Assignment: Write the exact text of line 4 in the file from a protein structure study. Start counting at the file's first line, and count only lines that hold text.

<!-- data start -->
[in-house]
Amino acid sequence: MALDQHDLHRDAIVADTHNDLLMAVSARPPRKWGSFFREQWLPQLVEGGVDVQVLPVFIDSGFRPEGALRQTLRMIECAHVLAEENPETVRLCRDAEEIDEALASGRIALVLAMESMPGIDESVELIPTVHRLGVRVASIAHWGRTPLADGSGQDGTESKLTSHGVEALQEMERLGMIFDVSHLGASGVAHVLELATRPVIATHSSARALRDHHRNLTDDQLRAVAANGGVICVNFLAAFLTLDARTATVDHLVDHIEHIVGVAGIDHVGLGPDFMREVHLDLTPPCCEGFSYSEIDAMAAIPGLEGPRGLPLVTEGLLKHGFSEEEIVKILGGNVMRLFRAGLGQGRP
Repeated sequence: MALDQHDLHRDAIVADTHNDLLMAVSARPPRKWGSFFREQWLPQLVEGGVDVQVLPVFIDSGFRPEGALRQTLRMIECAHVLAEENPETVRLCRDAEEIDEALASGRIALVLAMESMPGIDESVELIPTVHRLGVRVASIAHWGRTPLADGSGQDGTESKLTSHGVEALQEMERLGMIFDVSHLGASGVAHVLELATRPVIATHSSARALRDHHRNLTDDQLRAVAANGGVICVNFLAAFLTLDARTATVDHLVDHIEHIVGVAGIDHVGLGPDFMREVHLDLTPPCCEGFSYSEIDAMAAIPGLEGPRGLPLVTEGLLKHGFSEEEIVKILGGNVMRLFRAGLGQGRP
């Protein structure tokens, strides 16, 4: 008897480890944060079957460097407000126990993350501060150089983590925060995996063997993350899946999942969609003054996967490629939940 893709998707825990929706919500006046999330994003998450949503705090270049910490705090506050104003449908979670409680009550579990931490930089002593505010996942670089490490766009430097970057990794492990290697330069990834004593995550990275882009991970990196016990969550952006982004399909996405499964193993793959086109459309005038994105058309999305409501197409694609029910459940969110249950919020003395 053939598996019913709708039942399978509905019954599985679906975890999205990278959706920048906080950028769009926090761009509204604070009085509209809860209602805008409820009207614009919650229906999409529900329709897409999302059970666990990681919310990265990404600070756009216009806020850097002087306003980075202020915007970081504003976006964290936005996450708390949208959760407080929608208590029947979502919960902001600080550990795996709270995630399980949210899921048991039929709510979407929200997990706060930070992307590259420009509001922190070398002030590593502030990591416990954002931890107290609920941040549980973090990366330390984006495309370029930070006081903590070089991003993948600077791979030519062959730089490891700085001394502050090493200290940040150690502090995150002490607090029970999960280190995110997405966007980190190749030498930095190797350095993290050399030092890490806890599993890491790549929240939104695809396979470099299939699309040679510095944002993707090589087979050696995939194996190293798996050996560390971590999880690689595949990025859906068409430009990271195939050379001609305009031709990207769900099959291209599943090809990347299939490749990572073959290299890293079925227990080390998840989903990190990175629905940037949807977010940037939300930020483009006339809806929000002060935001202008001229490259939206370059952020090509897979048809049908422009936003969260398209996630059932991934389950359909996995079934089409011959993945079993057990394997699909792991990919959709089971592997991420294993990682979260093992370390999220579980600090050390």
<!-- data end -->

């Protein structure tokens, strides 16, 4: 008897480890944060079957460097407000126990993350501060150089983590925060995996063997993350899946999942969609003054996967490629939940 893709998707825990929706919500006046999330994003998450949503705090270049910490705090506050104003449908979670409680009550579990931490930089002593505010996942670089490490766009430097970057990794492990290697330069990834004593995550990275882009991970990196016990969550952006982004399909996405499964193993793959086109459309005038994105058309999305409501197409694609029910459940969110249950919020003395 053939598996019913709708039942399978509905019954599985679906975890999205990278959706920048906080950028769009926090761009509204604070009085509209809860209602805008409820009207614009919650229906999409529900329709897409999302059970666990990681919310990265990404600070756009216009806020850097002087306003980075202020915007970081504003976006964290936005996450708390949208959760407080929608208590029947979502919960902001600080550990795996709270995630399980949210899921048991039929709510979407929200997990706060930070992307590259420009509001922190070398002030590593502030990591416990954002931890107290609920941040549980973090990366330390984006495309370029930070006081903590070089991003993948600077791979030519062959730089490891700085001394502050090493200290940040150690502090995150002490607090029970999960280190995110997405966007980190190749030498930095190797350095993290050399030092890490806890599993890491790549929240939104695809396979470099299939699309040679510095944002993707090589087979050696995939194996190293798996050996560390971590999880690689595949990025859906068409430009990271195939050379001609305009031709990207769900099959291209599943090809990347299939490749990572073959290299890293079925227990080390998840989903990190990175629905940037949807977010940037939300930020483009006339809806929000002060935001202008001229490259939206370059952020090509897979048809049908422009936003969260398209996630059932991934389950359909996995079934089409011959993945079993057990394997699909792991990919959709089971592997991420294993990682979260093992370390999220579980600090050390």